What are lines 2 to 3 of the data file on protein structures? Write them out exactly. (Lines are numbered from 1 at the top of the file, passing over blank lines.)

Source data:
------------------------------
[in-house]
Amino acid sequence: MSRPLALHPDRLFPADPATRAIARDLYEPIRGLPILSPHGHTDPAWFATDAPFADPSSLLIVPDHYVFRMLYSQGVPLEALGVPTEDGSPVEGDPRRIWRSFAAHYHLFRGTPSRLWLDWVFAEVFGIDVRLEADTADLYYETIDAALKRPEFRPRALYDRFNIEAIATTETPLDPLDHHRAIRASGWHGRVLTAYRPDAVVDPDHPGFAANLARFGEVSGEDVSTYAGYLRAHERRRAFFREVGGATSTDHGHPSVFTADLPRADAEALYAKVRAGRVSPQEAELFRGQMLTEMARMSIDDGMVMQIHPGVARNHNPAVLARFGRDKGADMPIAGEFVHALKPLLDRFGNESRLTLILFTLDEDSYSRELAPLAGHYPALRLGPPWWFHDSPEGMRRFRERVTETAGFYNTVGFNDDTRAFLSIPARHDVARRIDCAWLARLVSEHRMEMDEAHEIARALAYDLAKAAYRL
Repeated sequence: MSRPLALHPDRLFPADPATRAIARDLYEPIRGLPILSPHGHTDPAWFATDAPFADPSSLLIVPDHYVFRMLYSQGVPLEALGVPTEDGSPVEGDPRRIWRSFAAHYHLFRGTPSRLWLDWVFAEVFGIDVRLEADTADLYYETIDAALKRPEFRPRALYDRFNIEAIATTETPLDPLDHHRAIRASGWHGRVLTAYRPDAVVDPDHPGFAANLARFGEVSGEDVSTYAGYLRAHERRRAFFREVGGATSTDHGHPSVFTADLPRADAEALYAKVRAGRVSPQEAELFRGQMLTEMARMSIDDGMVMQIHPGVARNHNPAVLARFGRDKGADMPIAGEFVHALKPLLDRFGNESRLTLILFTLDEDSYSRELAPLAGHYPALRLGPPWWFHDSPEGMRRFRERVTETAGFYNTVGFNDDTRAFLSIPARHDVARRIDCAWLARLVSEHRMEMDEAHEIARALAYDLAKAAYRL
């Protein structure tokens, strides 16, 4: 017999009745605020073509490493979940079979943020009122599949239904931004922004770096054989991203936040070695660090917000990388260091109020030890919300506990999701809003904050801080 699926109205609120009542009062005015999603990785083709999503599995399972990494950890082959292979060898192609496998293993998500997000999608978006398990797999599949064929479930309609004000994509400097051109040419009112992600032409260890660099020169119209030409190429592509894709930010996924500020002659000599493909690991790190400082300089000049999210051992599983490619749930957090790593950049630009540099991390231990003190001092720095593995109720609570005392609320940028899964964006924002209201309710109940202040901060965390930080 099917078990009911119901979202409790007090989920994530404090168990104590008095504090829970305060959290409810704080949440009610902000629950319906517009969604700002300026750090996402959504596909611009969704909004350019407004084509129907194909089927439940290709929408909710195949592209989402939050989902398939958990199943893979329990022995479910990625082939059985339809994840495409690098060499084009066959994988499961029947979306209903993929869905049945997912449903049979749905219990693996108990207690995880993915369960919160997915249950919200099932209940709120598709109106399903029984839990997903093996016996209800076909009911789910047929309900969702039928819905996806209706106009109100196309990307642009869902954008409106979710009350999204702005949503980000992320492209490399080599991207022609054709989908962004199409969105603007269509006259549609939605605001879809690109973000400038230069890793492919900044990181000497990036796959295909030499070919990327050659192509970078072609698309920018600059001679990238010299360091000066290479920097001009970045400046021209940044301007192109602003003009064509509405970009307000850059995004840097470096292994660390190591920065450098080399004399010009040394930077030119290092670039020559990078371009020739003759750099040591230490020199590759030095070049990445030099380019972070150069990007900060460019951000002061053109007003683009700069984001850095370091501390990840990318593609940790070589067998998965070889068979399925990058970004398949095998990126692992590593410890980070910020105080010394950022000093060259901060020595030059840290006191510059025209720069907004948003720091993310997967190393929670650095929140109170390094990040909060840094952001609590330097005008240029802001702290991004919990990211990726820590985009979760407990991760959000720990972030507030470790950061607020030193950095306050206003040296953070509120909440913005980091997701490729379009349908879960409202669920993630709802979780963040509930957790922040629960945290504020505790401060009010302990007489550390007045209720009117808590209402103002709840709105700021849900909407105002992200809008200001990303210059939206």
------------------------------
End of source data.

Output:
Amino acid sequence: MSRPLALHPDRLFPADPATRAIARDLYEPIRGLPILSPHGHTDPAWFATDAPFADPSSLLIVPDHYVFRMLYSQGVPLEALGVPTEDGSPVEGDPRRIWRSFAAHYHLFRGTPSRLWLDWVFAEVFGIDVRLEADTADLYYETIDAALKRPEFRPRALYDRFNIEAIATTETPLDPLDHHRAIRASGWHGRVLTAYRPDAVVDPDHPGFAANLARFGEVSGEDVSTYAGYLRAHERRRAFFREVGGATSTDHGHPSVFTADLPRADAEALYAKVRAGRVSPQEAELFRGQMLTEMARMSIDDGMVMQIHPGVARNHNPAVLARFGRDKGADMPIAGEFVHALKPLLDRFGNESRLTLILFTLDEDSYSRELAPLAGHYPALRLGPPWWFHDSPEGMRRFRERVTETAGFYNTVGFNDDTRAFLSIPARHDVARRIDCAWLARLVSEHRMEMDEAHEIARALAYDLAKAAYRL
Repeated sequence: MSRPLALHPDRLFPADPATRAIARDLYEPIRGLPILSPHGHTDPAWFATDAPFADPSSLLIVPDHYVFRMLYSQGVPLEALGVPTEDGSPVEGDPRRIWRSFAAHYHLFRGTPSRLWLDWVFAEVFGIDVRLEADTADLYYETIDAALKRPEFRPRALYDRFNIEAIATTETPLDPLDHHRAIRASGWHGRVLTAYRPDAVVDPDHPGFAANLARFGEVSGEDVSTYAGYLRAHERRRAFFREVGGATSTDHGHPSVFTADLPRADAEALYAKVRAGRVSPQEAELFRGQMLTEMARMSIDDGMVMQIHPGVARNHNPAVLARFGRDKGADMPIAGEFVHALKPLLDRFGNESRLTLILFTLDEDSYSRELAPLAGHYPALRLGPPWWFHDSPEGMRRFRERVTETAGFYNTVGFNDDTRAFLSIPARHDVARRIDCAWLARLVSEHRMEMDEAHEIARALAYDLAKAAYRL